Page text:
Once the bell rings, most high school students are out the door, spending their afternoons participating in extra-curricular activities or at their part-time job. However, for some teenagers in Detroit, the school day doesn’t end with the bell.
Once math, science and history classes are over, these students head to their next set of classes at the Detroit Food Academy (DFA), which instills leadership skills through food preparation lessons. Working with local educators, schools and food businesses, this after-school program shows kids the benefits of creating dishes that benefit people and the environment.
It all started back in 2011 as a summer program known as the Detroit Youth Food Brigade. Back then, the students worked with camp directors and local vendors to make and sell value-added food products at the East Market.
However, after two years, at the suggestion of  Detroit Institute of Technology at Cody, and with funding from groups such as the Skillman Foundation and United Way, the year-round Detroit Food Academy was formed.
Now, the Academy operates out of the individual students’ schools. The fall semester is dedicated to cooking and event planning basics, as well as field trips to local farms and businesses where the students have the opportunity to participate in workshops with the owners and workers.
Then during the spring semester, students are given the chance to test their skills. For the entire semester, they develop their own food product, which is then presented at the end of the year “Market Day” event — a meal for family and friends at the school or a market at a local grocery store.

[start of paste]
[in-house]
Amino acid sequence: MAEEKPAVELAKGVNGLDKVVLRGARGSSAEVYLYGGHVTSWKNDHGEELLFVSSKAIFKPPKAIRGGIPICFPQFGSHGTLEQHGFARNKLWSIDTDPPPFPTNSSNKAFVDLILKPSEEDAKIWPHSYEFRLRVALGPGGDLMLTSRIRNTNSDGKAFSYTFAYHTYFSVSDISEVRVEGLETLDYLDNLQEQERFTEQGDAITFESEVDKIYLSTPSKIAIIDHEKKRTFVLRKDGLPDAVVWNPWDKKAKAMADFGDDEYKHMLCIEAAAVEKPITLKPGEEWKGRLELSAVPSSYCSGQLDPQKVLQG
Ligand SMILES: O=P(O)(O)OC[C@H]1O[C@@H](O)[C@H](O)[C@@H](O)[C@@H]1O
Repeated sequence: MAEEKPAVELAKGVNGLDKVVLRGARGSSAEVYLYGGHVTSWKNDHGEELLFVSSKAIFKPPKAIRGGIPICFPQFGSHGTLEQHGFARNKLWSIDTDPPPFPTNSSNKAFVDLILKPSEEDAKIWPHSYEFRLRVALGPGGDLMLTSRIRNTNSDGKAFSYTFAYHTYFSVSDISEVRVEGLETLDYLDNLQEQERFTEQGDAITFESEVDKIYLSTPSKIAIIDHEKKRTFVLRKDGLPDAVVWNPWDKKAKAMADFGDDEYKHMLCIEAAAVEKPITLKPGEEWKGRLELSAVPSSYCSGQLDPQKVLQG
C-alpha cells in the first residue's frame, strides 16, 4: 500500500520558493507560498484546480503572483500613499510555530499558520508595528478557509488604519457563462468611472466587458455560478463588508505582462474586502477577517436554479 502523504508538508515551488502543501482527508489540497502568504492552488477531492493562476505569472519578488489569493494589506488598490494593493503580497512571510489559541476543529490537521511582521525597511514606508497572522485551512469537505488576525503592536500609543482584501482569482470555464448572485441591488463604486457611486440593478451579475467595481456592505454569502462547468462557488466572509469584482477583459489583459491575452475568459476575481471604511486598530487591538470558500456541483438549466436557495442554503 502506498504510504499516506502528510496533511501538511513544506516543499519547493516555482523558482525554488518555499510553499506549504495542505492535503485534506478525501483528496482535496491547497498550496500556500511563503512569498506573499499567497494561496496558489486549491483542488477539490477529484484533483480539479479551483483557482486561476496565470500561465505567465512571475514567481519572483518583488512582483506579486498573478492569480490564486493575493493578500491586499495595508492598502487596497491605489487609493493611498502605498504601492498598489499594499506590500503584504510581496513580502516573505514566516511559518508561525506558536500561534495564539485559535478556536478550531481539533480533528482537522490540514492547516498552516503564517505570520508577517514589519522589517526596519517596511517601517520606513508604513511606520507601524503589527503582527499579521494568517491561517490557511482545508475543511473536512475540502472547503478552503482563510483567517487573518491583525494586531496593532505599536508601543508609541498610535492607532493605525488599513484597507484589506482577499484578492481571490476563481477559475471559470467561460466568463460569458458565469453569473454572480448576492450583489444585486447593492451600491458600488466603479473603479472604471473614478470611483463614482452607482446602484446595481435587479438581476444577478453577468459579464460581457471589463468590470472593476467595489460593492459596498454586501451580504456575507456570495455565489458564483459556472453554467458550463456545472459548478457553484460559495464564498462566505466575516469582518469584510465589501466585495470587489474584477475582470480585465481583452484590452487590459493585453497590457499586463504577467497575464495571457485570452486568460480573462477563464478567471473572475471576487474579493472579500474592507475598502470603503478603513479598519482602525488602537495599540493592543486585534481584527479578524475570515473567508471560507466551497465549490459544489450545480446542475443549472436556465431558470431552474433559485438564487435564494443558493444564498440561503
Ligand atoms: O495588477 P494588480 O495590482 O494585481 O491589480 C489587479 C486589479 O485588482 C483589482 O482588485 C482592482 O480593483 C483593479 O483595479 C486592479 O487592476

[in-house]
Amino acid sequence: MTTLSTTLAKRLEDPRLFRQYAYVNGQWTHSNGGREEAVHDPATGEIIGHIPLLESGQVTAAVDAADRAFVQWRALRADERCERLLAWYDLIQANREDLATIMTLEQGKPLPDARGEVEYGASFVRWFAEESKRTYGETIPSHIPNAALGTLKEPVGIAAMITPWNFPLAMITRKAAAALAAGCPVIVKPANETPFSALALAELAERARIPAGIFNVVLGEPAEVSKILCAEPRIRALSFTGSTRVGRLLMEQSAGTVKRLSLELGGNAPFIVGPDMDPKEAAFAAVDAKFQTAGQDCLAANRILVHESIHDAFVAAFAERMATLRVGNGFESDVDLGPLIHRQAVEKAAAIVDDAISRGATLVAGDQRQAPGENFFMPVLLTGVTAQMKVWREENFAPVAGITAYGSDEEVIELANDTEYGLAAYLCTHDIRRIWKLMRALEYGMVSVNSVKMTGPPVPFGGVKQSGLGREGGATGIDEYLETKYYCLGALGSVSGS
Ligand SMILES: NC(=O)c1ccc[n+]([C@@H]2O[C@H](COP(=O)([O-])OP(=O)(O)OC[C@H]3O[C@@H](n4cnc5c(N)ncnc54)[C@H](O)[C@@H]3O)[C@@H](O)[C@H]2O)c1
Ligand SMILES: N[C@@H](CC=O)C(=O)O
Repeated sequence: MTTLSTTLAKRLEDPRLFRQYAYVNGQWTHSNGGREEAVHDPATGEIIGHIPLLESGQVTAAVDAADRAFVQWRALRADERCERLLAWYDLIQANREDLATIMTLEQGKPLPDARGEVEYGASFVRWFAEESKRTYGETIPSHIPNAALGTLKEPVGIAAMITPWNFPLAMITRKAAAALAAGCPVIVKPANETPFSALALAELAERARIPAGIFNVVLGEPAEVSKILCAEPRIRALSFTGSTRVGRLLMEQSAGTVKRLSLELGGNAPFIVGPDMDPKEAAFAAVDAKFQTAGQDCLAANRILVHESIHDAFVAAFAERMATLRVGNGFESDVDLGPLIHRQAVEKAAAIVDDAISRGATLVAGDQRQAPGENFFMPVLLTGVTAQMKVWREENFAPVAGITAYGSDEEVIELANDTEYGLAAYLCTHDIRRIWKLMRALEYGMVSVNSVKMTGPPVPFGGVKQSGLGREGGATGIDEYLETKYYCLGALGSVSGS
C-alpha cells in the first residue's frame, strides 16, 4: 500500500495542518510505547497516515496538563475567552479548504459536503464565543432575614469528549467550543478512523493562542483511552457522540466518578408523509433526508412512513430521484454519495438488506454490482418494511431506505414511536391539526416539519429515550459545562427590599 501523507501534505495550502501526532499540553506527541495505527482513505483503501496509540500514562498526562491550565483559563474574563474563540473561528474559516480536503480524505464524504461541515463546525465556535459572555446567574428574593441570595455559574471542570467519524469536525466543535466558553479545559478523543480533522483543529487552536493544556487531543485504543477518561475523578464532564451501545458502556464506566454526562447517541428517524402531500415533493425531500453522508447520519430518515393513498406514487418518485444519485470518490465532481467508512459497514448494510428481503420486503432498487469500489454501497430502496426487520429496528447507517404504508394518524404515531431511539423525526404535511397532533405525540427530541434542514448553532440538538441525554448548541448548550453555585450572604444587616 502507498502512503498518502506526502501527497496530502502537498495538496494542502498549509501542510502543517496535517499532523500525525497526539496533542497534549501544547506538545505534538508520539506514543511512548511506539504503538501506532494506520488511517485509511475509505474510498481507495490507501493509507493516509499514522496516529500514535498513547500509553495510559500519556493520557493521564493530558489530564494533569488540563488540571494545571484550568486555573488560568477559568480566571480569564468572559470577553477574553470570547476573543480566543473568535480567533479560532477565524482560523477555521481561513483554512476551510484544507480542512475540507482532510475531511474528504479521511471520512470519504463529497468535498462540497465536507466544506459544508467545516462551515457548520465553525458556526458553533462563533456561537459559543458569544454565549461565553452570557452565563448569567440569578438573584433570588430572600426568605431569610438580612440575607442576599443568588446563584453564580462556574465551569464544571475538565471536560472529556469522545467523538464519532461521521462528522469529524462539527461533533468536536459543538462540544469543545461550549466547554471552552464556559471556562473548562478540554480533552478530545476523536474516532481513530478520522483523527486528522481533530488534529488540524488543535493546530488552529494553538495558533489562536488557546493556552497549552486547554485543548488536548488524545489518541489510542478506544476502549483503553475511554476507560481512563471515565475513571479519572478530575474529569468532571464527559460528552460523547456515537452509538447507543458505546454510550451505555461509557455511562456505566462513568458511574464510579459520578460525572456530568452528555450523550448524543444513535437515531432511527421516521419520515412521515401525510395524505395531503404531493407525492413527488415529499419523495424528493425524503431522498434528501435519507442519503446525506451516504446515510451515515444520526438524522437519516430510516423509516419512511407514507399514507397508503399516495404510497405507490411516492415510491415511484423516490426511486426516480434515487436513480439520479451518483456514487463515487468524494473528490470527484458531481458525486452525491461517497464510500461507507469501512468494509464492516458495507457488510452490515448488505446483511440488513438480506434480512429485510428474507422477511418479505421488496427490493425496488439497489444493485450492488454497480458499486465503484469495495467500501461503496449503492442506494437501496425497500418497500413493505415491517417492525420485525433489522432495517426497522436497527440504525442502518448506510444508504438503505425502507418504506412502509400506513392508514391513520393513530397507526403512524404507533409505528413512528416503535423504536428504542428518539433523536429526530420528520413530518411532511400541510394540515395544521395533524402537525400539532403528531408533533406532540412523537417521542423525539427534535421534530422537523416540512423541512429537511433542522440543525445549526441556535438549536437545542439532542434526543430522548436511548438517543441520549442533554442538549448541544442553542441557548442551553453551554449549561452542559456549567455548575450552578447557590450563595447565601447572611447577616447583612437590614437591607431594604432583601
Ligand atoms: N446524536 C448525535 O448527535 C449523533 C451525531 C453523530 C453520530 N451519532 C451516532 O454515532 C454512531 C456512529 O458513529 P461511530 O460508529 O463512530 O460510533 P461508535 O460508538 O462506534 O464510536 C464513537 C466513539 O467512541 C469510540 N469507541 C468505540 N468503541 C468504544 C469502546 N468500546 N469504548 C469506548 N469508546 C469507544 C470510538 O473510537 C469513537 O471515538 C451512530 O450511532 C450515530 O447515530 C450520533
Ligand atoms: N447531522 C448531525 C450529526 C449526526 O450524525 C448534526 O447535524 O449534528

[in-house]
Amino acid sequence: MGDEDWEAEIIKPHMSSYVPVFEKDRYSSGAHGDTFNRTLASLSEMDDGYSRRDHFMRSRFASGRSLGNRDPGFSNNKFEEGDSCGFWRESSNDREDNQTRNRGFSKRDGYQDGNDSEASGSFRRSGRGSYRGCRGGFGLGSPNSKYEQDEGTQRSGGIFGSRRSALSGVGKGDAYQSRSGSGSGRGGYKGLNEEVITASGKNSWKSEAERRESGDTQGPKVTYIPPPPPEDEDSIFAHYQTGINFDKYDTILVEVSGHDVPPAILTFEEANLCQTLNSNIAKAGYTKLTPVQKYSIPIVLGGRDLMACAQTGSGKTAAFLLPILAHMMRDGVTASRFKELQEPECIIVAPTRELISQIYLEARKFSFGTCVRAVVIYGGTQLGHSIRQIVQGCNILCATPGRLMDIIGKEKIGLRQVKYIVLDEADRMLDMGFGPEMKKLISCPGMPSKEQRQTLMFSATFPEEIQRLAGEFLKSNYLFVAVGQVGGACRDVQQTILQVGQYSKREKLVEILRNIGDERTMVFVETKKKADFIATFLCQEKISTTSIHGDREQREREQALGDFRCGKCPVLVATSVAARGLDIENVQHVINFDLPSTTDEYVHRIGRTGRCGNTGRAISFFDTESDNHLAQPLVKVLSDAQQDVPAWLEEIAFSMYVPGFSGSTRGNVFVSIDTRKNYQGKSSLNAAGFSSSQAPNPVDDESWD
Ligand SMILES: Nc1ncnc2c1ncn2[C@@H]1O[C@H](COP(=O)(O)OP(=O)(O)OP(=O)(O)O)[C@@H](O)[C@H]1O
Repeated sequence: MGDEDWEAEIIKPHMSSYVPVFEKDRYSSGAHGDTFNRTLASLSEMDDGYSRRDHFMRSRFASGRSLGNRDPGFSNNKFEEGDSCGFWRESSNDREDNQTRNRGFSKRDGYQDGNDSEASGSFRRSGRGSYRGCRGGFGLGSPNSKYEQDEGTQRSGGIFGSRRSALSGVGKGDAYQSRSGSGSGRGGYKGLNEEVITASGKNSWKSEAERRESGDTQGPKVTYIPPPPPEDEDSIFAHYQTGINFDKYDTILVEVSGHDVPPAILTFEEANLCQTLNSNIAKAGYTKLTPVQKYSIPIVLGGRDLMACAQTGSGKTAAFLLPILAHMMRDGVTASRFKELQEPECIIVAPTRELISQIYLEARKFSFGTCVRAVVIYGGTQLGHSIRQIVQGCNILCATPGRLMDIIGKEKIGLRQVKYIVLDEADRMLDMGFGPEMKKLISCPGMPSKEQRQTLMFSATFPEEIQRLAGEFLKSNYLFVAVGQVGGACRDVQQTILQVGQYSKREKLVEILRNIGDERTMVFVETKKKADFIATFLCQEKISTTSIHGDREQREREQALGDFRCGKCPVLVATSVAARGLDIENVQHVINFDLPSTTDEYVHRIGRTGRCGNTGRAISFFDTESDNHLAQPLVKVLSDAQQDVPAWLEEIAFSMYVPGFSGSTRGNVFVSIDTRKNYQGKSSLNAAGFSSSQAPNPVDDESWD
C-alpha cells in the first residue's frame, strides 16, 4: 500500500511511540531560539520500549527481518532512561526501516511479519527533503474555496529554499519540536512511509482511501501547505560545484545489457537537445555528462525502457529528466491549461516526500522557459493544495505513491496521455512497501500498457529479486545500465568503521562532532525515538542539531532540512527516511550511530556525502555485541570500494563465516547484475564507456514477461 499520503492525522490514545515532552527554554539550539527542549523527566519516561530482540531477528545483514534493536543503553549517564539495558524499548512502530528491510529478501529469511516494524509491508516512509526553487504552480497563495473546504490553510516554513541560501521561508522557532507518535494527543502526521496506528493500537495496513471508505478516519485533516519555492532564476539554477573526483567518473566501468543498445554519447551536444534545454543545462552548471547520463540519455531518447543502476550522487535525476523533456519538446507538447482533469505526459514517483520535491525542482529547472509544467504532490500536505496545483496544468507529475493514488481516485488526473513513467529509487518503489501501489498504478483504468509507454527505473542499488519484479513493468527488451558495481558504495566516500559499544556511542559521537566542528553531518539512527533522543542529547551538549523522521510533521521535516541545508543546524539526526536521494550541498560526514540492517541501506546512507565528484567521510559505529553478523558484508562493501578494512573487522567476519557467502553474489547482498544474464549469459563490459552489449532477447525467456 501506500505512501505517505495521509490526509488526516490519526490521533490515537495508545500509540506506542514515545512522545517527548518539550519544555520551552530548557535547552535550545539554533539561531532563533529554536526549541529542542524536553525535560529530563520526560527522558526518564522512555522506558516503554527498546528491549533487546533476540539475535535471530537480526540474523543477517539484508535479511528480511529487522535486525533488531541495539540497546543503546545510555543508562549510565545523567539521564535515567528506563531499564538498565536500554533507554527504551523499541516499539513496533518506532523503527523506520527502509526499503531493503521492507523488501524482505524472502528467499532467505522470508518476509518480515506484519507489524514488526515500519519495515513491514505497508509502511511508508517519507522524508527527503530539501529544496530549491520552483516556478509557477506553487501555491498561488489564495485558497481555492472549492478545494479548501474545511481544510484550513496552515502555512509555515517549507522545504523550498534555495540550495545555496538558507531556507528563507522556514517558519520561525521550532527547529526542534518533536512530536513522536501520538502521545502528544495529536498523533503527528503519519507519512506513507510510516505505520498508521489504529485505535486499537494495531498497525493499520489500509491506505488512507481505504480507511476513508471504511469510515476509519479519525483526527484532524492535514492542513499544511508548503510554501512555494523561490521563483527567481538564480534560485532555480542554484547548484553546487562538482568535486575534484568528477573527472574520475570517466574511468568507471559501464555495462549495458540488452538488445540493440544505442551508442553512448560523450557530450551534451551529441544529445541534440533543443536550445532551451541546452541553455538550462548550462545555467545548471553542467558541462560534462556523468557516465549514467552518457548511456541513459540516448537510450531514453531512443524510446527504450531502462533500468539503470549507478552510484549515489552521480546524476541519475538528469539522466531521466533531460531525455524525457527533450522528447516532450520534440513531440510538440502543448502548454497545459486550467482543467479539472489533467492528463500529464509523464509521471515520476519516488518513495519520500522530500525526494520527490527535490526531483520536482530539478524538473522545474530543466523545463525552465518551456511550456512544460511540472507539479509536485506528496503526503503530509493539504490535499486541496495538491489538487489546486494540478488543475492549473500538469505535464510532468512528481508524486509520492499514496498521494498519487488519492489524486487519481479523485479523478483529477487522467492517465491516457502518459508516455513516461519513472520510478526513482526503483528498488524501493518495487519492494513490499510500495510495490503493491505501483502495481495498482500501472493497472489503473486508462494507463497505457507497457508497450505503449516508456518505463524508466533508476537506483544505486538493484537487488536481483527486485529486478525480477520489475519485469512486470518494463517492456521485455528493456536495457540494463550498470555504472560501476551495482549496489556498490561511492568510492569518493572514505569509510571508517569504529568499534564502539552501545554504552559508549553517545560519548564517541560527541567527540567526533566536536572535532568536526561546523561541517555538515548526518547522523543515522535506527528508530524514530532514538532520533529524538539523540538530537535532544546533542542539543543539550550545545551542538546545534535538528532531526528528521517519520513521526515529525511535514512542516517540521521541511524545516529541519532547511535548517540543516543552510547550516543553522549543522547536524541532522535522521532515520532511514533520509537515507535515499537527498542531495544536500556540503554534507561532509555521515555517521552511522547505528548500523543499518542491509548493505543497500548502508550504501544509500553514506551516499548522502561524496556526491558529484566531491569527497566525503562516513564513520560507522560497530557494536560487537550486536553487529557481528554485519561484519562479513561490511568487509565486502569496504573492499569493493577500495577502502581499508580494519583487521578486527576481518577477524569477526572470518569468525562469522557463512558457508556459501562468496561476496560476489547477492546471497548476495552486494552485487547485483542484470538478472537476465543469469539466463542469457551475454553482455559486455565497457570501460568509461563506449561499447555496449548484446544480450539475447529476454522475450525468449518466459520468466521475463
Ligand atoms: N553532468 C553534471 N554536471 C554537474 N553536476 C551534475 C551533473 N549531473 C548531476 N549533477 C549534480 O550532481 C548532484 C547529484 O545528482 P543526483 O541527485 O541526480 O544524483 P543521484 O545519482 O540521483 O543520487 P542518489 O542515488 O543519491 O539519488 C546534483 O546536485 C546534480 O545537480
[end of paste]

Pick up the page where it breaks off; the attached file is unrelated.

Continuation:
But the end of the academic year doesn’t mean goodbye for every student though. Some lucky graduates have the chance to intern for the entire summer at local businesses or farmer’s markets or be mentored by a local chef. This past year, 100 students from six different public, charter and Educational Achievement Authority schools in Detroit were a part of the after-school program. And of those, 25 had summer internships.
Through it all, the DFA focuses on three main values: people, planet, profit. For students this means that their product and all of their business plans must respect the people around them, the environment and the market place.
Over the years, 225 students have participated in DFA programs and consequently have benefited from the lessons.
Jen Rusciano is the executive director of DFA and has seen the progress. “We’ve definitely engaged a bunch of young people who after interacting with our program have developed more confidence and understand that our city is something to be proud of,” Rusciano told Seedstock. “If we can help them build a career out of it, we want to make that happen.”
Anyone can learn how to cook, but at the Detroit Food Academy, program directors are teaching their students the recipe to success.  And it all starts with just a pinch of salt, opportunity and hard work.
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